In contrast, the Danish Climate Change Council (DCCC) presented a taxation model for farms in February 2023, which garnered support from all stakeholders except farmers. This model, detailed in the DCCC report, suggests a carbon tax of DKK 750 (approximately 100 €) per tonne of CO2e, which could reduce emissions by around 45% compared to 1990 levels when considering existing technical measures alone. However, to achieve the 55-65% reduction target for agriculture and forestry by 2030, a combination of new technologies and changes in production systems is necessary. The DCCC warns that focusing solely on technical measures could slow the green transition, locking the agricultural sector into carbon-intensive practices.
As a result of the amendment, the expert group’s progress was reset. Recently, however, there have been signs of political determination to move forward. The leader of Venstre confirmed the impending tax, only to be replaced shortly after by a new leader nicknamed ‘Tractor-Troels.’ Following this leadership change, the expert group announced their inability to meet the deadline. To those unfamiliar with Danish politics, these developments may seem implausible.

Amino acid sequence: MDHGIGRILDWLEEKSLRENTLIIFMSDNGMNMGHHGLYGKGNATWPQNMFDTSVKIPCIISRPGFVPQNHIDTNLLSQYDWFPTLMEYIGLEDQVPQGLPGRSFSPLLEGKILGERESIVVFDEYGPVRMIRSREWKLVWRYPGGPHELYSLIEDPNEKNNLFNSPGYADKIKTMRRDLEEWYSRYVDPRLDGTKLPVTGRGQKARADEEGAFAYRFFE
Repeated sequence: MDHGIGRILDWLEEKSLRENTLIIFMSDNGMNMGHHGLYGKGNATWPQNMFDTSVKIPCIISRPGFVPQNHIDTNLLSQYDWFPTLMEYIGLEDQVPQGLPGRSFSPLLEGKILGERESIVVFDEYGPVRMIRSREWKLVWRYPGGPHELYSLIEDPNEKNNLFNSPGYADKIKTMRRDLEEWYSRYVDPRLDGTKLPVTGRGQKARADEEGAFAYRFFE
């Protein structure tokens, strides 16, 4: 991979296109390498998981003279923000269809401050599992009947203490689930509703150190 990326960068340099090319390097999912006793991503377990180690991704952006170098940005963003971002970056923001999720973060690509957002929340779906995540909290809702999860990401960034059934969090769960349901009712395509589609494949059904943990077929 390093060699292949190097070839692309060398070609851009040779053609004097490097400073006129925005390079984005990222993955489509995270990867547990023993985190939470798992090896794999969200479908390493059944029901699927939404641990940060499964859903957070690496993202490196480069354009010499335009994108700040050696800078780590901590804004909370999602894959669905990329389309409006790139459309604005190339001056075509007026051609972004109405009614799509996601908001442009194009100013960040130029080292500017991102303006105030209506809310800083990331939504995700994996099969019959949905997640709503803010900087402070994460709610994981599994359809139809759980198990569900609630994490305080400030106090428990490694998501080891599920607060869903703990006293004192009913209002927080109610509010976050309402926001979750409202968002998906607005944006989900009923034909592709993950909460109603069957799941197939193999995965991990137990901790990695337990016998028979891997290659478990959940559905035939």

Further complicating matters, a brewing scandal has emerged, involving journalists seeking access to correspondence between the agri-lobby and the expert group. This request was denied, contradicting the norm under Denmark’s public information act, and is currently under investigation by the .
And now? Let’s Try a Three Way Partnership
So where are we? It is hard to say, but the current official prognosis is that the expert group’s report will be made public in early spring. Then the actual law-proposal will be drafted in a ‘three-way-partnership’ – something quite extraordinary – where the agri-lobby, the green NGOs and the ministers for Finance and Economy – chaired by Tractor-Troels – will discuss, agree and formulate the specific wording of the regulation administering the tax. This work is estimated to end in June and – as I understand it according to the homepage of the Ministry of Taxation – with no hearing-phase, be passed in Parliament before the summer holidays.
Looking across the border to Germany and Holland where recent attempts by the governments to mitigate farm-related GHG-emissions or other pollutants have been met with severe disruption an some discontent, there is some logic to the Danish ‘three-way-partnership’ model. Whether it can deliver on the reduction targets within the next twelve months, and beyond, remains to be seen.